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How ESSA Can Strengthen Educator Recruitment, Development, and Support

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July 05, 2016 05:41 pm


The Every Student Succeeds Act (ESSA) can strengthen the teaching workforce. How? The Coalition for Teaching Quality (CTQ) brought together practitioners from across the country recently for two briefings on Capitol Hill to share current effective teacher recruitment, development, and support strategies, and look ahead to how ESSA can support these practices.

The Senate briefing was hosted by ranking member of the Senate’s education committee, Senator Patty Murray (D-WA), and the House briefing by member of the House’s education committee, Representative Glenn Thompson (R-PA). To bridge the gap between practice and policy, a panel of teachers and principals from Nevada, Ohio, Pennsylvania, New Jersey, and Washington shared their insight and professional expertise from working on the ground to build a continuum of educator excellence. Participants also heard from experts in state policy, including former Kentucky Commissioner of Education Terry Holliday, who gave recommendations on how states and districts can use ESSA to support and replicate these efforts, and how ESSA can address teacher shortages and retention, as well as increase access to excellent and diverse teachers and school leaders.

The conversation centered around several themes:

  • Diversity in the educator workforce.
  • Empowerment of teachers, leaders, administrators, which includes opportunities for career advancement.
  • The need for funds for training and development to ensure teachers are prepared and supported.
  • Being intentional and strategic to drive changes in the workforce now and in the future.
  • The necessity of comprehensive plans for states that consider individuals at all levels, from school leaders to parents and students and at all stages of their career.

During the Senate briefing, Angela Minnici, director of Center on Great Teachers and Leaders, discussed how ESSA funding can be used to implement state equity plans that were required under ESSA’s predecessor, No Child Left Behind (NCLB). The state equity plans are meant to inform state and district efforts to ensure that students from low-income families and students of color have access to experienced, effective, and in-field teachers. Minnici, who worked with many states to develop these plans, explained that under ESSA, Title II funds can be used to form and implement strategies for a comprehensive approach to improve the teacher workforce. Therefore, states can use these funds to implement their equity plans, identify shortages, especially in low-performing schools, and recruit, develop, support, and retain educators with the skill sets to help all students, particularly those who are most in need.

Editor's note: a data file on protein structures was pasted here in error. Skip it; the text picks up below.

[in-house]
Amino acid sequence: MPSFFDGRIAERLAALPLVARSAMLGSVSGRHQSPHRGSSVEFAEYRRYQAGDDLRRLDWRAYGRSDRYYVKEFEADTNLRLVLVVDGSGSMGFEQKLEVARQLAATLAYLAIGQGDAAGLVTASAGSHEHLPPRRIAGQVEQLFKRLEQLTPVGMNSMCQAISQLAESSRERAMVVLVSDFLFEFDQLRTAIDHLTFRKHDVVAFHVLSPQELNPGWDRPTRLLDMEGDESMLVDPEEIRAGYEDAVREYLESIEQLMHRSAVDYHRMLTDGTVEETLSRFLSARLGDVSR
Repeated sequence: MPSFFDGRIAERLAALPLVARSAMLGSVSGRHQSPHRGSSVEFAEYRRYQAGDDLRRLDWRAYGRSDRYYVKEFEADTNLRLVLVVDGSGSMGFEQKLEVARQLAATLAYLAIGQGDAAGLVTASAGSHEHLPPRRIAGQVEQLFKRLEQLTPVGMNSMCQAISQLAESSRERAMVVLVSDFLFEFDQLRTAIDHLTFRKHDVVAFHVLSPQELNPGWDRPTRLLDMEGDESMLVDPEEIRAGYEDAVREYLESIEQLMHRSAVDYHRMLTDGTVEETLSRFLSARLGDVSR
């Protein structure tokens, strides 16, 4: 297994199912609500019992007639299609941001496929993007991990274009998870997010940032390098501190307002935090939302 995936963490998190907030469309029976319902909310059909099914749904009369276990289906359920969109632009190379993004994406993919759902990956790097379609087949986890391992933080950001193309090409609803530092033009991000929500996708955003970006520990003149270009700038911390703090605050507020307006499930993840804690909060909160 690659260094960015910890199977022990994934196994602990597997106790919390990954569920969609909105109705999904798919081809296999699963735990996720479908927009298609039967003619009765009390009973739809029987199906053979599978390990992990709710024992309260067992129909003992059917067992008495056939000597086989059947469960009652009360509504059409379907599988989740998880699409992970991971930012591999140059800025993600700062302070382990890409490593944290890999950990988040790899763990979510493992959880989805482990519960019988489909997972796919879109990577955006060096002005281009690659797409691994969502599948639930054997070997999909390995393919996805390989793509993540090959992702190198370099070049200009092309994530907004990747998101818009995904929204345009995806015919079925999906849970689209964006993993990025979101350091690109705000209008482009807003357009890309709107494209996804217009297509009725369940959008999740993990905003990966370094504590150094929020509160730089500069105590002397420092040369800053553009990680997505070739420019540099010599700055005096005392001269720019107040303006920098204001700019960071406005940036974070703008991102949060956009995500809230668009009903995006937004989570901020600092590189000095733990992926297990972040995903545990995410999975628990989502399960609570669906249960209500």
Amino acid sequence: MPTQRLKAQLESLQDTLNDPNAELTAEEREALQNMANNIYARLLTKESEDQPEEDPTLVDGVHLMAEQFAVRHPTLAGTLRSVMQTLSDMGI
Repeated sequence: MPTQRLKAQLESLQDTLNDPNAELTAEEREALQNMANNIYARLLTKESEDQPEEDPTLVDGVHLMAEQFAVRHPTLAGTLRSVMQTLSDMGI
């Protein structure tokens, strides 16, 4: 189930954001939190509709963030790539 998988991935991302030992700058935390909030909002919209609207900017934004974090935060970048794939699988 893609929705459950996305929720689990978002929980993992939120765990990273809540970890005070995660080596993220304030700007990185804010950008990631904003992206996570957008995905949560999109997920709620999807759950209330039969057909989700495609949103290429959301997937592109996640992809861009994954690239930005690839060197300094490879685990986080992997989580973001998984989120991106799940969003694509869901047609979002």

For more on how states are working to increase students’ access to great teaching through equity plans, visit:

Senator Murray expressed the importance of focusing on building teacher capacity in a statement about the briefings, saying, “We all remember a teacher who had a special impact on us—a teacher who stayed late to give extra help; who organized a fundraiser to afford a school field trip or even brought in their own classroom supplies. So it’s not surprising that research shows that teachers are the most important in-school factor for improving student achievement. ESSA provides states with important tools to support our nation’s teachers, including tools to address current teacher shortages through recruitment, training, and ongoing professional development.”

Attendees also shared many key points on Twitter using #ESSAReady:

Check out other tweets and photos shared during the events in the below Storify by CTQ:

CTQ released three consensus policy papers during the briefings on teacher and principal recruitment, professional learning and growth, and leadership. The papers build upon a previous set of policy papers that called for Title II funds to be used by states and districts to build a continuum of educator excellence, beginning in preparation, providing support in early years, and resulting in accomplished practice and opportunity for advancement to leadership roles. Many of the recommendations were included in ESSA, and now that the law has been passed, the new set of papers seeks to inform states and districts as they shift to implementing the new law. “These are not just papers and recommendations to release and sit on a shelf,” said Seth Gerson, director of government relations for National Board for Professional Teaching Standards and co-chair of CTQ. “The more than 100 member organizations of the Coalition—which represent the collective voice of the profession—are ready to partner with congressional, state, and local policy leaders to move this work forward and use these recommendations as blueprints for action.” CTQ represents more than 100 national civil rights, disability, parent, student, community, and education organizations, including the Alliance for Excellent Education, advocating for all students to have access to fully prepared and effective educators. Learn more at For resources on ESSA, including provisions on teachers and school leaders and teacher preparation, visit

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